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The Rail Crisis: Will The E&N Stay on The Johnson Street Bridge?

Crowds greeted the first train to roll into downtown Victoria in 1888

March 29, 1888, was a “red-letter day in Victoria’s history,” wrote the Daily Colonist, “a day to be remembered by young and old alike for many years to come, an era in the progress and development of the city – the arrival of the first passenger train.”

In 1886, Sir John A. Macdonald drove the Last Spike on the Esquimalt & Nanaimo Railway. A year later, 117 citizens signed a petition to Victoria’s city council, asking that the line be extended to reach the city itself. Now the train had reached its “natural terminus,” downtown Victoria, thanks to the coal baron Robert Dunsmuir. “The day was observed throughout the city generally as a half-holiday,” the Colonist continued, “the public offices, schools, and business houses closing in honour of the event, and the public turning out en masse” to welcome Dunsmuir’s private rail car as it rolled over a new swing bridge across the Inner Harbour, and into the city.

But will the E&N’s historic rail link to downtown Victoria – and the promise of commuter rail – be preserved? The answer may come down to what Victoria’s council does this coming week.

As the Times Colonist has reported, this Friday, February 4 at 8:00 a.m., Victoria’s council will hold a special meeting about the progress of the new Johnson Street Bridge, and decide whether or not rail will be included in the project.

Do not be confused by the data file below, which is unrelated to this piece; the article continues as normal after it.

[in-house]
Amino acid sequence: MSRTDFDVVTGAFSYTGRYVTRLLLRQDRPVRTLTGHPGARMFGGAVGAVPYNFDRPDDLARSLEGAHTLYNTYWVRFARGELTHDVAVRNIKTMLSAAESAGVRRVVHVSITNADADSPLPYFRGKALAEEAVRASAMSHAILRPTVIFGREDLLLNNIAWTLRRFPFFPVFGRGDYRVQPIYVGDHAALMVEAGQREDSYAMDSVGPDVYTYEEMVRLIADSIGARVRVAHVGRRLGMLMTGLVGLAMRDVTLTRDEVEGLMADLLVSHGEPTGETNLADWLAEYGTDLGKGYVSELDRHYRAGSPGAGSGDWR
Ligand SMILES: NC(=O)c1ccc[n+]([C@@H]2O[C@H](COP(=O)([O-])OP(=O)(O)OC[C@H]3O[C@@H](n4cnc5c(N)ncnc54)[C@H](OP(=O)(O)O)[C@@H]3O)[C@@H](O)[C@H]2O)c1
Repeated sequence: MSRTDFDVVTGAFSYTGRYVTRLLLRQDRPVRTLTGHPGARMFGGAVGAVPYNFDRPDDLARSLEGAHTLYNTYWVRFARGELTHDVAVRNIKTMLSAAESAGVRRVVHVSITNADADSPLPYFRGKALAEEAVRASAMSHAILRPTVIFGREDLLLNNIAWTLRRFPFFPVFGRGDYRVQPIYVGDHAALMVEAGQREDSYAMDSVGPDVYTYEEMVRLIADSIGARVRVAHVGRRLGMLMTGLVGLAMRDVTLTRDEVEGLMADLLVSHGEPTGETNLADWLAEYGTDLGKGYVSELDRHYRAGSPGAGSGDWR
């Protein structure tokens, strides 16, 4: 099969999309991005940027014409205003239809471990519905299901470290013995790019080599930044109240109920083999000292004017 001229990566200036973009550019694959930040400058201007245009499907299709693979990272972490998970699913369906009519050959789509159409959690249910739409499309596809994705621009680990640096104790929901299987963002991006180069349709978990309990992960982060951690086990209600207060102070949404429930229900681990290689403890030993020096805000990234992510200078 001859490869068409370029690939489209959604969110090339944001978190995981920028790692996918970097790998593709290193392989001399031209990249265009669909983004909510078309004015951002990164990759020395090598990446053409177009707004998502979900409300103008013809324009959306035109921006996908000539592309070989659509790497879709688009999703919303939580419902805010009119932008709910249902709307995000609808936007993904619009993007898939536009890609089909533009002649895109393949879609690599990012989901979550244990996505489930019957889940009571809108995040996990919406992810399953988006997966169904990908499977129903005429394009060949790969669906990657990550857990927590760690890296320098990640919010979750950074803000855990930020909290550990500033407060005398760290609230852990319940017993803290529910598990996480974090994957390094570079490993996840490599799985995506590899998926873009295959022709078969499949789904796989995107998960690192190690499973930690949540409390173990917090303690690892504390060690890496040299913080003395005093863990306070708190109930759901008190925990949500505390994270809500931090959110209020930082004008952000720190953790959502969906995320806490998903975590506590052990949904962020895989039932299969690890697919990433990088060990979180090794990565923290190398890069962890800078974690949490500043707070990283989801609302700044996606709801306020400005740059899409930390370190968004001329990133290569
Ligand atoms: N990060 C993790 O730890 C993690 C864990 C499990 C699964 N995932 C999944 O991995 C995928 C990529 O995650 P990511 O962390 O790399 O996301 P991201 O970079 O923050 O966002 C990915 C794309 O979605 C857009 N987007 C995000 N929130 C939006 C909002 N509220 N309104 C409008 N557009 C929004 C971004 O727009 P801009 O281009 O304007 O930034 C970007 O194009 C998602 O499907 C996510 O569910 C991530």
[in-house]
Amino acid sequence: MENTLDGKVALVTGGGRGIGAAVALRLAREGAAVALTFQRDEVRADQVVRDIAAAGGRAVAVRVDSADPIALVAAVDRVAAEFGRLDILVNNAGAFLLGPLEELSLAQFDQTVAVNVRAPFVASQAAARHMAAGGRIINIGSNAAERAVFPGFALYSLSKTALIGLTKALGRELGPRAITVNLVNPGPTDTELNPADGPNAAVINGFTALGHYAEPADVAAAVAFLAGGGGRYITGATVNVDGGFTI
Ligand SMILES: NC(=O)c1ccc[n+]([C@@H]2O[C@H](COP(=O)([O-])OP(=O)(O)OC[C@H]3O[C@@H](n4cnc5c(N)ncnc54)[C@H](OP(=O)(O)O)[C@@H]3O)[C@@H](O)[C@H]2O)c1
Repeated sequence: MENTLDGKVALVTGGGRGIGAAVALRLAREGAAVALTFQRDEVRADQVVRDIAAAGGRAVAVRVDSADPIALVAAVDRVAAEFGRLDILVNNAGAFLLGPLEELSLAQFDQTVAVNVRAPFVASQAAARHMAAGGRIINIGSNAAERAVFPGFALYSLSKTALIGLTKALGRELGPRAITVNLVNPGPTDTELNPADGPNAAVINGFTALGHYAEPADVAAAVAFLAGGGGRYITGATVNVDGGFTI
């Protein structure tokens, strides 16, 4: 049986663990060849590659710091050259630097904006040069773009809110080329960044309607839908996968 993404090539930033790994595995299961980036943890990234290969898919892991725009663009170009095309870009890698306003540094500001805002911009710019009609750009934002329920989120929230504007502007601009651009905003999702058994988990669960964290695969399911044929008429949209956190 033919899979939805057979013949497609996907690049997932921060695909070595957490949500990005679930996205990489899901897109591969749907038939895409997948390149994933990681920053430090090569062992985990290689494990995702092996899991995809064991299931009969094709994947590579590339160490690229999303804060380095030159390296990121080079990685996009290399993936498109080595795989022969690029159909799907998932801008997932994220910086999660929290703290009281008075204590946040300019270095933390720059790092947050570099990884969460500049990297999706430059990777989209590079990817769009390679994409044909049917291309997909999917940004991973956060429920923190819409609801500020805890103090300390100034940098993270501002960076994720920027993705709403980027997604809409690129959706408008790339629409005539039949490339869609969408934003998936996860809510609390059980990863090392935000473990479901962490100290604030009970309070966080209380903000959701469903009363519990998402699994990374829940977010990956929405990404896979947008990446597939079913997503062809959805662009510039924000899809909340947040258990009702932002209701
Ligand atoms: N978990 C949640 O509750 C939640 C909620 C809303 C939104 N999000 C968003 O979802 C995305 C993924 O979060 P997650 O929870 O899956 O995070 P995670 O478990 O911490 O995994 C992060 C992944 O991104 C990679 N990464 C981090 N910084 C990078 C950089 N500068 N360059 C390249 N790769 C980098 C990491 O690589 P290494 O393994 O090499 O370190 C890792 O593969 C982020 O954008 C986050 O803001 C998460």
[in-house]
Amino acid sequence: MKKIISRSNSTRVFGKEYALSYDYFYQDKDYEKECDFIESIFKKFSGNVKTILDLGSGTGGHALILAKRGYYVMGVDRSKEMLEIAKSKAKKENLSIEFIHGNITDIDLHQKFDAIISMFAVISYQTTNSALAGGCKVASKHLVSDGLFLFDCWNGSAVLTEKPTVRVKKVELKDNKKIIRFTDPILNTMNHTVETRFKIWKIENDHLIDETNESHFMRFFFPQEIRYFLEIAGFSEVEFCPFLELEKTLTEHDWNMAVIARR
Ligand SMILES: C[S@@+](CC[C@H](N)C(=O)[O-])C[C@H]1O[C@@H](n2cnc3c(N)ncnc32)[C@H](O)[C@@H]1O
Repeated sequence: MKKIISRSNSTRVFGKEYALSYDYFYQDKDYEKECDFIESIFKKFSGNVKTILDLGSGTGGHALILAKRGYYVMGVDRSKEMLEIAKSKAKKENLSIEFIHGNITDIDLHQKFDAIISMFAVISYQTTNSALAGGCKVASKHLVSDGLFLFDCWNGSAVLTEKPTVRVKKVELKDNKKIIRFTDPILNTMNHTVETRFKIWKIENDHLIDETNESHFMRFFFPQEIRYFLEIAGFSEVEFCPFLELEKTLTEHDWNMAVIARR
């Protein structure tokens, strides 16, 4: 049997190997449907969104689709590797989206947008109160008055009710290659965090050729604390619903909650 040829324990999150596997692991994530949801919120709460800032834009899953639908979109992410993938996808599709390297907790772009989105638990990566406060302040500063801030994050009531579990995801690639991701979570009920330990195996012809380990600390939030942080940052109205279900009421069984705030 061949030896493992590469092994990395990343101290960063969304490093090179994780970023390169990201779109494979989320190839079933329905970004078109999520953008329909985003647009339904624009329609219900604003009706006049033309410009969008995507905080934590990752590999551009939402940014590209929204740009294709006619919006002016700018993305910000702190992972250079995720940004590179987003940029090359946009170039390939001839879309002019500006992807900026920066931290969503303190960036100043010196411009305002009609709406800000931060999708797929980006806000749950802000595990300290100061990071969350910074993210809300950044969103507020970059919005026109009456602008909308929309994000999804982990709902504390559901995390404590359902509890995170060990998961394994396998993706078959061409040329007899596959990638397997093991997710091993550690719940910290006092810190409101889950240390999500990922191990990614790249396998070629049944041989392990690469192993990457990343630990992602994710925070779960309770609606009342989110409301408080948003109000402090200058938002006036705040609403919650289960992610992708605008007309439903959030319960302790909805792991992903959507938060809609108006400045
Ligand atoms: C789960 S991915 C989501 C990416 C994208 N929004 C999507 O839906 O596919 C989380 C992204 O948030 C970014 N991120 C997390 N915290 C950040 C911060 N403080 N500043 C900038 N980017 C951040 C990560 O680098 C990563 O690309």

The pressure for this decision has been ramping up. On January 18, City staff told councillors that they had to decide about rail by the end of the month. With that in mind, on January 21, the Island Corridor Foundation (the nonprofit that owns the E&N tracks) emailed its supporters, asking them to encourage Victoria’s council to include rail in the new bridge design. “It is imperative rail continues to downtown Victoria,” wrote ICF executive director Graham Bruce. “It needs to be an integrated part of the larger regional transit and transportation system.”

But there seems to be confusion about whether this pressure is warranted, because the council’s own record says it has already committed to a process for trying to get rail on the bridge.

Back on June 14, the City’s engineers estimated the cost of adding rail at $12 million. Then on June 17, the majority of Victoria’s council – partly to keep borrowing for a new bridge to $49.2 million, thereby requiring no tax increase – passed a motion that included the following:

In light of the City’s ongoing commitment to commuter rail, should alternate sources of funding be identified or secured by August 12, 2010, Council will consider whether to include the rail crossing in the bridge project. (page 10)

August 12 came and went, but staff indicated that the council had until December 31 to decide about rail. Then, on October 13, the directors of the Capital Regional District unanimously endorsed the City’s application for $23.5 million in gas-tax money ($6.5 million of it for rail), and identified it as the #1 priority for gas-tax funds in the CRD.

On November 20, a majority of Victoria voters approved borrowing $49.2 million for a new bridge. Then, on December 9, Victoria’s councillors passed a motion – based on staff recommendations – to apply for gas-tax money for rail, and